In most cases, treatment will be on a community or outpatient basis, but some people may require a period of stabilization in hospital if they are experiencing severe symptoms such as suicide attempts, self-harming or psychotic behaviours. Being in the hospital can also give doctors the opportunity to review a person’s current medication regime, start new medications and monitor their impact.

Specialized and effective treatment for BPD requires a long-term commitment, often over a number of years. Families can benefit significantly by obtaining support to better understand BPD and developing their own self-care strategies.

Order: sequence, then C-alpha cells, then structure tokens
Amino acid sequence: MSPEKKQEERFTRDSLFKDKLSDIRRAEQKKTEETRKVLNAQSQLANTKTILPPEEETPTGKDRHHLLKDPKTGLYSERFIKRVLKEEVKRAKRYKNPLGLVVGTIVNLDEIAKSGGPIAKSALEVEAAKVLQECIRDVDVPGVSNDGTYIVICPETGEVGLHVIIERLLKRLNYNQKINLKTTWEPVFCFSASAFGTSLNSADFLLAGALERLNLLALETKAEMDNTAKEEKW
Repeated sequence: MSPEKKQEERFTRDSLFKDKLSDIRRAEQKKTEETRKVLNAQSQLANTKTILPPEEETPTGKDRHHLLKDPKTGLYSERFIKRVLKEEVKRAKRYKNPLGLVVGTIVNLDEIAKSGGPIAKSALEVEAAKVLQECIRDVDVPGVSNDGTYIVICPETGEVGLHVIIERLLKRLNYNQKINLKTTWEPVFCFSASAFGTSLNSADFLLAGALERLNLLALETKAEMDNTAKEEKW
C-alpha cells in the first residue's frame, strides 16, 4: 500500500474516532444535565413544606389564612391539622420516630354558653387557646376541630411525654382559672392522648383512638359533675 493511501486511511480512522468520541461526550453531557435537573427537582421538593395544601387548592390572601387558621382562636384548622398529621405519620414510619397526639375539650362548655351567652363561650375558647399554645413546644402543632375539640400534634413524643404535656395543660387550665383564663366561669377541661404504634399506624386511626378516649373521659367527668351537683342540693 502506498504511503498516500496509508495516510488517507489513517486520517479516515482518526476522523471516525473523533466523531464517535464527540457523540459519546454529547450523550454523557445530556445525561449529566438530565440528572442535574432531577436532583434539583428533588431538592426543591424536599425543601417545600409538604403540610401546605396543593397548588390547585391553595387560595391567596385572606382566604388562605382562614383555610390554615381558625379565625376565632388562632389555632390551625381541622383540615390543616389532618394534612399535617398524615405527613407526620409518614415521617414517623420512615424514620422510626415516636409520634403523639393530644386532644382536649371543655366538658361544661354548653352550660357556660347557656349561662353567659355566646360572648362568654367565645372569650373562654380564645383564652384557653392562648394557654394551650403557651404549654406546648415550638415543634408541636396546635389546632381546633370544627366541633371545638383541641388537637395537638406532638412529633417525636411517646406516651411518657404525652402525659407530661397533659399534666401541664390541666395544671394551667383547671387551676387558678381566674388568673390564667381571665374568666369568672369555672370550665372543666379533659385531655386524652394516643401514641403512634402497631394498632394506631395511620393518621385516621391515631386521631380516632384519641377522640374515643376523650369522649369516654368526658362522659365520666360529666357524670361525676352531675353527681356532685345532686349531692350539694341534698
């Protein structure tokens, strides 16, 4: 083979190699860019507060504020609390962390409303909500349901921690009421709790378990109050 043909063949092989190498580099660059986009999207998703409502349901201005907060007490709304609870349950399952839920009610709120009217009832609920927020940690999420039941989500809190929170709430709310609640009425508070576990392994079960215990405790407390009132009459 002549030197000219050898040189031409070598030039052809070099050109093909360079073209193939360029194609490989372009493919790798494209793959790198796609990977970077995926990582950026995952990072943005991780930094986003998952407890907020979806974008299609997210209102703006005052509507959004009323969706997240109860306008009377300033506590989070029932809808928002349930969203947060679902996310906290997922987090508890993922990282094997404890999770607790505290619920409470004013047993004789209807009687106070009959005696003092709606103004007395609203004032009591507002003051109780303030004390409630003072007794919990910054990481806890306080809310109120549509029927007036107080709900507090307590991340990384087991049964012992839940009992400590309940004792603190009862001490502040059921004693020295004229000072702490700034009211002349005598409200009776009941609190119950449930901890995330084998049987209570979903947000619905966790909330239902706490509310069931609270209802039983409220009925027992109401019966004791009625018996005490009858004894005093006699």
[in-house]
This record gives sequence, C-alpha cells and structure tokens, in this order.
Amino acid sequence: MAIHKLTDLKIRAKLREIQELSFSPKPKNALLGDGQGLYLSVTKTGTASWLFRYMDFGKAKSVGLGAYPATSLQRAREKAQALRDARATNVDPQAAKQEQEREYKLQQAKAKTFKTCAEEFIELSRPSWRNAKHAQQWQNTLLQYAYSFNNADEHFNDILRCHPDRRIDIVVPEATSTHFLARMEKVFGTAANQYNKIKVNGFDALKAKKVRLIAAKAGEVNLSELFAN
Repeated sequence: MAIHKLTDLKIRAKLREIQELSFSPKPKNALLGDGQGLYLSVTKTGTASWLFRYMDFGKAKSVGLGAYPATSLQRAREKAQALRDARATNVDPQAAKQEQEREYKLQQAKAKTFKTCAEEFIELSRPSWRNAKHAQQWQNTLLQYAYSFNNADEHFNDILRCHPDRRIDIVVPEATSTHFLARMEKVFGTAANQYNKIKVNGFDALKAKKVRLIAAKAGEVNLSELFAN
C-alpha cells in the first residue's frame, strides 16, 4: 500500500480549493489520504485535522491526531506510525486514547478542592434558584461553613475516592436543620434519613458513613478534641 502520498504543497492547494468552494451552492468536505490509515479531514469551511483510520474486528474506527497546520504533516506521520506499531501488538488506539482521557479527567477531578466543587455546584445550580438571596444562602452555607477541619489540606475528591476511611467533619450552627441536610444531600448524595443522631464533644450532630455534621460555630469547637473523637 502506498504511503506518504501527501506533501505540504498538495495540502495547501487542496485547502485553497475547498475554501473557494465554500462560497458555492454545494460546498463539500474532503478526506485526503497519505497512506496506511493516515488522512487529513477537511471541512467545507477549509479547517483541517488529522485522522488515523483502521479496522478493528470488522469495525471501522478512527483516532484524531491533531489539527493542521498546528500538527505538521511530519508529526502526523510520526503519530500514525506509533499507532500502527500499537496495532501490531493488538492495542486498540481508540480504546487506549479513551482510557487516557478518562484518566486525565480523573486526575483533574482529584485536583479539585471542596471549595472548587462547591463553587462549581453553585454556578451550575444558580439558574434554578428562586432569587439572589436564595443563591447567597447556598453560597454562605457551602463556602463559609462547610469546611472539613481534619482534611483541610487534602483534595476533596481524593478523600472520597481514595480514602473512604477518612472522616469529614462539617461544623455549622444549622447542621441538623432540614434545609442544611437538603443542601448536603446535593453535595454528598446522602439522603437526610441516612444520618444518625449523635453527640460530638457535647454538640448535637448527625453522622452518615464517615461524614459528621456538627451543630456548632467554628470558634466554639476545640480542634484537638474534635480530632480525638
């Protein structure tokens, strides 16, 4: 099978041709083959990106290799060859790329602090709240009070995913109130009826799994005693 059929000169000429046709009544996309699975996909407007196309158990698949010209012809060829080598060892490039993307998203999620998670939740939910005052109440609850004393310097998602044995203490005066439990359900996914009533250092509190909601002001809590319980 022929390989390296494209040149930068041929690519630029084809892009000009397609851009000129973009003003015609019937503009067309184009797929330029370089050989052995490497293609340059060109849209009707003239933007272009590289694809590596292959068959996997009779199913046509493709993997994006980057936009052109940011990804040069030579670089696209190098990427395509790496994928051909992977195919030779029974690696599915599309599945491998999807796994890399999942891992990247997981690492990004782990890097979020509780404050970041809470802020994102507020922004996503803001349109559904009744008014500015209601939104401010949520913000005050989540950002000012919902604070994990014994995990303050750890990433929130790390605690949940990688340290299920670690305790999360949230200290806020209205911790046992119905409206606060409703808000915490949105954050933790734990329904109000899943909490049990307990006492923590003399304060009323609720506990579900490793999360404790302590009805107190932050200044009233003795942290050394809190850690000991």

What happens when BPD occurs with other mental health or addiction problems?

It is very common for someone with borderline personality disorder to have other mental health or substance use or gambling problems that can complicate the diagnosis and treatment of their BPD

What types of addiction services are available?

Many people with BPD also have a substance use problem that may require specialized substance abuse treatment either on a community outpatient or residential basis. Community-based outpatient or day programs are effective for most people with a substance use problem, though a person with few resources and supports may require the more intensive treatment and support provided in a residential program. In Ontario, specific admission criteria and standardized assessment tools have been developed to guide individualized treatment planning and referral to the most appropriate treatment program.